• In a report released this week, the Tennessee Comptroller’s audit division concluded that the Shelby County election commission has “demonstrated an inability to conduct elections without significant inaccuracies, including those identified in the 2012 elections.” Despite that, the report also said that there was “not discernable evidence of intentional misconduct or other actions intended to affect or influence the election process or election outcomes…” The report was conducted at the request of Secretary of State Tre Hargett’s office. In April 2013 election commissioners will be recommended for all 95 counties. According to The Daily News Hargett moved for the audit review after numerous complaints in Shelby County of voters getting the wrong district races on their ballots. The complaints began during the early voting period in July.

  • Personnel News: Missouri State Rep. Gary Fuhr was appointed this week as St. Louis County’s new Republican elections director. Fuhr lost his house seat to redistricting this year. He is a retired FBI agent who also had worked as a police officer in the city of St. Louis.

III. Research and Report Summaries

electionline provides brief summaries of recent research and reports in the field of election administration. Please e-mail links to research to sgreene@pewtrusts.org.

Marin County Voter Survey – Elizabeth Bergman, Cal State East Bay: This report examines voter turnout in Marin County, CA for the June 2012 primary. Just over 50 percent of registered voters did not cast ballots and this survey found that some of the reasons for not voting included:

  • For 54 percent voting was “inconvenient to my schedule.” An additional 42 percent were not interested in the election – voters were allowed to give multiple answers.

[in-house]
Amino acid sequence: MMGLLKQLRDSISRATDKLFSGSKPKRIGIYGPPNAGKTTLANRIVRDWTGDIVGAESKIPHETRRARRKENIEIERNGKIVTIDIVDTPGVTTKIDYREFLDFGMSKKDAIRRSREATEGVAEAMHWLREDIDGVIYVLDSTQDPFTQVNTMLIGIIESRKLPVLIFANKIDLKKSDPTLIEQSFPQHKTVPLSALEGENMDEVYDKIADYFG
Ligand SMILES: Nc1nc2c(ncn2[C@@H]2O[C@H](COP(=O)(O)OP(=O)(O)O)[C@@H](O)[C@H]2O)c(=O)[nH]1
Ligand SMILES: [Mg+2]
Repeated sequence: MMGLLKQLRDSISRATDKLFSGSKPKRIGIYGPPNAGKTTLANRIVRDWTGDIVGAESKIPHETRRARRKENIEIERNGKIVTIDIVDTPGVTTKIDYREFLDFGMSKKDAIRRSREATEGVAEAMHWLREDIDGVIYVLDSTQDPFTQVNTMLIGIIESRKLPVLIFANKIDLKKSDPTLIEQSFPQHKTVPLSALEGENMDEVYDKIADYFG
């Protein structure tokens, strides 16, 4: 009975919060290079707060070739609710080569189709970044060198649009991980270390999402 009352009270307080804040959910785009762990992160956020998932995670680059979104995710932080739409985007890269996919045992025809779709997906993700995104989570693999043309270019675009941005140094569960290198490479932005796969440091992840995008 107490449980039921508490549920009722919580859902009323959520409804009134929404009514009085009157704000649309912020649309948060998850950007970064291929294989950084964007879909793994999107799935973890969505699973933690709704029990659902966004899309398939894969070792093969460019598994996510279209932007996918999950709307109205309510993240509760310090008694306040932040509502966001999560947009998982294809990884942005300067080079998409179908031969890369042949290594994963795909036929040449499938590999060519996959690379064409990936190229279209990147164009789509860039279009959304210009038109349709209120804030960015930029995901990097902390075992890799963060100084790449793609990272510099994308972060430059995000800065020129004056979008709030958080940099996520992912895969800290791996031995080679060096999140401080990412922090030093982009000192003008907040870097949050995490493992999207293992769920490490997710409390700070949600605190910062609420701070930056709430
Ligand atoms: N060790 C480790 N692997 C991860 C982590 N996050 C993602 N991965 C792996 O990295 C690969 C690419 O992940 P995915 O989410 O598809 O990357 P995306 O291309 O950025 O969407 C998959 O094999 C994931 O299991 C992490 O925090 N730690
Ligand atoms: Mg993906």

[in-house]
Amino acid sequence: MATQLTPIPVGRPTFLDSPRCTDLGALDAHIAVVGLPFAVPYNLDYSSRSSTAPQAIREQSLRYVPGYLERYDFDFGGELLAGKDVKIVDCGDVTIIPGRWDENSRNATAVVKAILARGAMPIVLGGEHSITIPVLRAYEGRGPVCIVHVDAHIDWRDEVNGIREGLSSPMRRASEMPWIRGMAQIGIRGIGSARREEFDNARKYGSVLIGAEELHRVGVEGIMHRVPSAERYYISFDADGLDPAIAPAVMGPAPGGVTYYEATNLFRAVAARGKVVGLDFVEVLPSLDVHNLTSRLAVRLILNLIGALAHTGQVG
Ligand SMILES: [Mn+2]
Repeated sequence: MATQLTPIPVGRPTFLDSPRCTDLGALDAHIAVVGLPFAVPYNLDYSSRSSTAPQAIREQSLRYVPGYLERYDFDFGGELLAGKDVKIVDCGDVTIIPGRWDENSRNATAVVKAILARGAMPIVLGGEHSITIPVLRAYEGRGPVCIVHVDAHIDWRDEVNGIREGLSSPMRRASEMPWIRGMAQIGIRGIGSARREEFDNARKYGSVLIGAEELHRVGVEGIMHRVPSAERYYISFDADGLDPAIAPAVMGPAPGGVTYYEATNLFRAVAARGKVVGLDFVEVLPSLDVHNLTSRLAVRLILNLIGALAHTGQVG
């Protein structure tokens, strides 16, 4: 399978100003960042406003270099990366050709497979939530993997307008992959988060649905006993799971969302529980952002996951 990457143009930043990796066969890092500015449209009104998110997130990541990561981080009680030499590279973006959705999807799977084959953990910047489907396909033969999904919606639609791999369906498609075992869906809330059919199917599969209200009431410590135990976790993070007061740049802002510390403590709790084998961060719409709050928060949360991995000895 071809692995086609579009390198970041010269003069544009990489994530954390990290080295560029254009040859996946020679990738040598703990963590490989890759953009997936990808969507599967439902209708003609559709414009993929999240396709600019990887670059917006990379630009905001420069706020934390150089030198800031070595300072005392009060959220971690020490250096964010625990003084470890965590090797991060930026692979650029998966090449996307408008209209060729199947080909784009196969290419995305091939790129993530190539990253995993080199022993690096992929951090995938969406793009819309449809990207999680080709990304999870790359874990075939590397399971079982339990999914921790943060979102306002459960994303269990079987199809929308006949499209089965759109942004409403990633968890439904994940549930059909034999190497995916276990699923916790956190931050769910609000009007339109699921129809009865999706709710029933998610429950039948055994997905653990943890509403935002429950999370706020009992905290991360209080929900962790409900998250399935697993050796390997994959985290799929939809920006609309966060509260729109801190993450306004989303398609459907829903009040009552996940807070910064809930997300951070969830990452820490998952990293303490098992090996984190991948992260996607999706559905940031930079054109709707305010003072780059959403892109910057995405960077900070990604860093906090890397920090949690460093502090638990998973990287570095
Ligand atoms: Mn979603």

• 12 percent said the process was too confusing.
  • 4 percent could not find their polling place. 

Democracy in a Mobile America – Youjin B. Kim, Demos: This report examines the challenges voters and election officials face in maintaining up to date voter registration information in our very mobile society and provides recommendations including allowing same-day registration and better enforcement of the National Voter Registration Act.

The Canvass – National Conference of State Legislatures, October 2012: The current issue of the Canvass issue examines elections and the courts as well as a refresher on how the Electoral College works.


IV. Opinions

National News: Voting Rights; Early voting, II, III; Election Day; Voter fraud, II; Voting machines

Alabama; Voting rights case

California: Election day registration

Colorado: Ballot secrecy

Florida: Voter purge; Long ballots; Voter registration fraud, II, III

Guam: Election Day

Illinois: Vote count

Indiana: Polling places; Voter access

Iowa: Voter registration fraud

Michigan: Voter ID

Minnesota: Voter fraud

Mississippi: Voter ID

Nevada: Voter registration, II

New Mexico: Vote fraud; Dona Ana County

North Carolina: Voter ID

North Dakota: Voter registration

Oklahoma: Voter fraud

Pennsylvania: Voter ID, II, III, IV, V, VI, VII, VIII, IX, X

Tennessee: Voter ID

Virginia: Ex-felon voting rights, II

Washington: Secretary of state race, II, III

Wisconsin: Military & overseas ballots

**Some sites may require registration.


V. Job Openings

electionlineWeekly publishes election administration job postings each week as a free service to our readers. To have your job listed in the newsletter, please send a copy of the job description, including a web link to mmoretti@electionline.org. Job postings must be received by 5pm on Wednesday in order to appear in the Thursday newsletter. Listings will run for three weeks or till the deadline listed in the posting.